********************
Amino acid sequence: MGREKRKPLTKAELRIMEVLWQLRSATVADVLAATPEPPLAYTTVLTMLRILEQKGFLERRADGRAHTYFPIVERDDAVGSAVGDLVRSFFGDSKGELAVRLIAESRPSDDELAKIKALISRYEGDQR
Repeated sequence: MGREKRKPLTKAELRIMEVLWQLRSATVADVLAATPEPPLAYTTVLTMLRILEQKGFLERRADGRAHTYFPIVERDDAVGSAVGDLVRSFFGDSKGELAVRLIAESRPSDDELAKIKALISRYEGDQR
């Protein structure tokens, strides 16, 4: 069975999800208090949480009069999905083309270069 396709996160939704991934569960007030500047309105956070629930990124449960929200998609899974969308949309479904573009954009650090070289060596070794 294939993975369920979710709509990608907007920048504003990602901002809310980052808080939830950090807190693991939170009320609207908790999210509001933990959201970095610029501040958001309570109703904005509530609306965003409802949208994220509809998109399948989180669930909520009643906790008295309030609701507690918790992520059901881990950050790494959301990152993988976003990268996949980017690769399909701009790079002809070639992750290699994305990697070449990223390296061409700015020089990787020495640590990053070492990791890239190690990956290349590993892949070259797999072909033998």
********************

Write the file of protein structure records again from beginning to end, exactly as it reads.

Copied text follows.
Amino acid sequence: MGREKRKPLTKAELRIMEVLWQLRSATVADVLAATPEPPLAYTTVLTMLRILEQKGFLERRADGRAHTYFPIVERDDAVGSAVGDLVRSFFGDSKGELAVRLIAESRPSDDELAKIKALISRYEGDQR
Repeated sequence: MGREKRKPLTKAELRIMEVLWQLRSATVADVLAATPEPPLAYTTVLTMLRILEQKGFLERRADGRAHTYFPIVERDDAVGSAVGDLVRSFFGDSKGELAVRLIAESRPSDDELAKIKALISRYEGDQR
């Protein structure tokens, strides 16, 4: 069975999800208090949480009069999905083309270069 396709996160939704991934569960007030500047309105956070629930990124449960929200998609899974969308949309479904573009954009650090070289060596070794 294939993975369920979710709509990608907007920048504003990602901002809310980052808080939830950090807190693991939170009320609207908790999210509001933990959201970095610029501040958001309570109703904005509530609306965003409802949208994220509809998109399948989180669930909520009643906790008295309030609701507690918790992520059901881990950050790494959301990152993988976003990268996949980017690769399909701009790079002809070639992750290699994305990697070449990223390296061409700015020089990787020495640590990053070492990791890239190690990956290349590993892949070259797999072909033998």